By Swaha Pattanaik
LONDON (Reuters Breakingviews) - Financial markets have started doing European Central Bank President Mario Draghi’s job for him. The euro hit three-year highs and government bond yields rose after euro zone rate-setters hinted they may change their tune on how long monetary policy will stay ultra-loose. These market moves amount to a tightening of monetary conditions. That buys Draghi some time to phase out negative rates that are increasingly at odds with accelerating growth.
The single currency traded above $1.21 for the first time in three years on Friday while 10-year German bond yields hit a five-month peak of 0.54 percent. The impetus for those moves was the release a day earlier of the minutes of the ECB’s December policy meeting, which showed policymakers might adjust their message to acknowledge the euro zone’s strong growth. That doused speculation the central bank might extend its asset purchases beyond the end of September and boosted expectations that its deposit rate could rise from a record low of minus 0.4 percent before the end of the year.
But traders are tightening monetary conditions before the central bank does. ECB officials estimate that a 10 percent rise in the euro’s value against the currencies of its major trading partners shaves about 0.4-0.5 percentage points off regional inflation. The single currency had risen 6.5 percent on a trade-weighted basis in less than a year even before its latest gains. Meanwhile, rising market interest rates will eventually translate into higher borrowing costs for countries, companies and consumers.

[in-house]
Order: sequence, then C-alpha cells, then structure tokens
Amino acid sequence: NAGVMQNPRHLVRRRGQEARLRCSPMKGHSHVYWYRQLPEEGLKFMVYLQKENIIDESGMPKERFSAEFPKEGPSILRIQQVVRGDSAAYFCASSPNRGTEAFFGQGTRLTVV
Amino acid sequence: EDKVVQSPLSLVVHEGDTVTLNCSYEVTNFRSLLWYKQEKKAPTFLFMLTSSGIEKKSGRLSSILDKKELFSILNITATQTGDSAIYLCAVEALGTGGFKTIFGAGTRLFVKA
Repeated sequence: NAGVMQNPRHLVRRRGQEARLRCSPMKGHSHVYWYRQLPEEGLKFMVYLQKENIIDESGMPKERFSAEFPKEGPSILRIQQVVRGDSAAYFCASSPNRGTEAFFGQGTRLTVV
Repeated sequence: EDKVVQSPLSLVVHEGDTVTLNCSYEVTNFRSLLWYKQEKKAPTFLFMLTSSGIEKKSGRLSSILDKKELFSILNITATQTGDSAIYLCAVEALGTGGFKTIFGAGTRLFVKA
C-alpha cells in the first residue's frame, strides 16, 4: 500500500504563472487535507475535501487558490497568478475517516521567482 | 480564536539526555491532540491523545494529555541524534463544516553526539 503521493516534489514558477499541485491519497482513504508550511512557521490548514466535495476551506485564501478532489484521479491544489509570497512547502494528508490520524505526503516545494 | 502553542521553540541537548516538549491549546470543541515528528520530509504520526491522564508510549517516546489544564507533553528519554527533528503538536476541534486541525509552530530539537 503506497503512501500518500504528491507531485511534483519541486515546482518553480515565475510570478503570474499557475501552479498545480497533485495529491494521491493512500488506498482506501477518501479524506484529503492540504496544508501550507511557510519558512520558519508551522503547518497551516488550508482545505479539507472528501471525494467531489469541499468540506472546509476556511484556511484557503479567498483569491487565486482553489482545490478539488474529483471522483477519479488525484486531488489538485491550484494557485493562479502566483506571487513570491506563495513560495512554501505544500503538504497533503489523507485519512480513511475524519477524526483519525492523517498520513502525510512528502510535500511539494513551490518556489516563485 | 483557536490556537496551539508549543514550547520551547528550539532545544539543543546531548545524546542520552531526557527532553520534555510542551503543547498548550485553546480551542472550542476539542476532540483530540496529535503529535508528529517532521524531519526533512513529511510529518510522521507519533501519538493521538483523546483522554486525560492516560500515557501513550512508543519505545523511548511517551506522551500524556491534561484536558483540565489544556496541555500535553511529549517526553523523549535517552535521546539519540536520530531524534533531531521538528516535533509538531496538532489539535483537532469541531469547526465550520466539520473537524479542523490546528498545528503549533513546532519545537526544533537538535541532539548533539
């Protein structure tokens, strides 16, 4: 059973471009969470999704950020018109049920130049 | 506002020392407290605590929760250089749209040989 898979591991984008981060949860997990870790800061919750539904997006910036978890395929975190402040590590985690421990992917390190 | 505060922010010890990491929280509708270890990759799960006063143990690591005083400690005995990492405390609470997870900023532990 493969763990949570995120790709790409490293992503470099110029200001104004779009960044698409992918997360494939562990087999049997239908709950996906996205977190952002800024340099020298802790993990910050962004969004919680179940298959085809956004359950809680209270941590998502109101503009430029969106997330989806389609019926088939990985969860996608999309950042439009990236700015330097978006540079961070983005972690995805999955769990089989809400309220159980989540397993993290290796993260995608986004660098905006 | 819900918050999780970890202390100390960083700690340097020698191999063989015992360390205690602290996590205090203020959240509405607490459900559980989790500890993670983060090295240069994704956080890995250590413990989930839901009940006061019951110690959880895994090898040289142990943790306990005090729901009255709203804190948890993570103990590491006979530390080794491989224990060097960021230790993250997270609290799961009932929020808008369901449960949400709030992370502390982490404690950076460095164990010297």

The ECB may not mind, within limits. The central bank last cut its deposit rate in March 2016, when rate-setters were concerned about the risk of deflation and diffident about growth prospects. Those emergency-era policies now appear anachronistic.
The euro zone economy expanded more quickly than the United States in the third quarter and data on Thursday showed German GDP growing at its fastest rate in six years in 2017. True, the ECB has yet to hit its near-2 percent inflation target. But consumer prices are rising at an annual pace of 1.4 percent; they were stuck around zero when rates were last cut. All this militates for a shift in the ECB’s rhetoric and policy. But with financial markets so willing to take on the task of tightening monetary conditions, Draghi can afford to pace himself.
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